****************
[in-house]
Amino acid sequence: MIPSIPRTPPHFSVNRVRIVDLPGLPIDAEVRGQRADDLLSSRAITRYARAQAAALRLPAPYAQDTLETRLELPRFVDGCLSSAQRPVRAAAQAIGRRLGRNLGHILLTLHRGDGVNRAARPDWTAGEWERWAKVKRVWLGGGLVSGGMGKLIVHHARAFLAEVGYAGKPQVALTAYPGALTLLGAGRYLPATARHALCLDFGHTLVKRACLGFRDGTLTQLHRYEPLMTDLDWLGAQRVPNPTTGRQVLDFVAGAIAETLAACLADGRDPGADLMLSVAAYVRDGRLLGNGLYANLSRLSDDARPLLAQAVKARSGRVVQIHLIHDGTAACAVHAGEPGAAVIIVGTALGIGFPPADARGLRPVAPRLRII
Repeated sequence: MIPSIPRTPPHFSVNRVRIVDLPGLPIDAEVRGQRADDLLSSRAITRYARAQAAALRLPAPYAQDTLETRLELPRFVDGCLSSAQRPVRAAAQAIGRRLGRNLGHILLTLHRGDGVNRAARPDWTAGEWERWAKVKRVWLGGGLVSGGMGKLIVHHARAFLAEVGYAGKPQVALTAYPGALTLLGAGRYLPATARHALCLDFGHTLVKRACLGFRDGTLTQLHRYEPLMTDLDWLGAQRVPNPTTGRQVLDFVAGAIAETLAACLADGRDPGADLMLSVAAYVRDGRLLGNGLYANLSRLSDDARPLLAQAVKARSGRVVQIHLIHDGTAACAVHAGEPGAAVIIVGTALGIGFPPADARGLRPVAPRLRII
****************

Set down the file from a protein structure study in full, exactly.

[in-house]
Amino acid sequence: MIPSIPRTPPHFSVNRVRIVDLPGLPIDAEVRGQRADDLLSSRAITRYARAQAAALRLPAPYAQDTLETRLELPRFVDGCLSSAQRPVRAAAQAIGRRLGRNLGHILLTLHRGDGVNRAARPDWTAGEWERWAKVKRVWLGGGLVSGGMGKLIVHHARAFLAEVGYAGKPQVALTAYPGALTLLGAGRYLPATARHALCLDFGHTLVKRACLGFRDGTLTQLHRYEPLMTDLDWLGAQRVPNPTTGRQVLDFVAGAIAETLAACLADGRDPGADLMLSVAAYVRDGRLLGNGLYANLSRLSDDARPLLAQAVKARSGRVVQIHLIHDGTAACAVHAGEPGAAVIIVGTALGIGFPPADARGLRPVAPRLRII
Repeated sequence: MIPSIPRTPPHFSVNRVRIVDLPGLPIDAEVRGQRADDLLSSRAITRYARAQAAALRLPAPYAQDTLETRLELPRFVDGCLSSAQRPVRAAAQAIGRRLGRNLGHILLTLHRGDGVNRAARPDWTAGEWERWAKVKRVWLGGGLVSGGMGKLIVHHARAFLAEVGYAGKPQVALTAYPGALTLLGAGRYLPATARHALCLDFGHTLVKRACLGFRDGTLTQLHRYEPLMTDLDWLGAQRVPNPTTGRQVLDFVAGAIAETLAACLADGRDPGADLMLSVAAYVRDGRLLGNGLYANLSRLSDDARPLLAQAVKARSGRVVQIHLIHDGTAACAVHAGEPGAAVIIVGTALGIGFPPADARGLRPVAPRLRII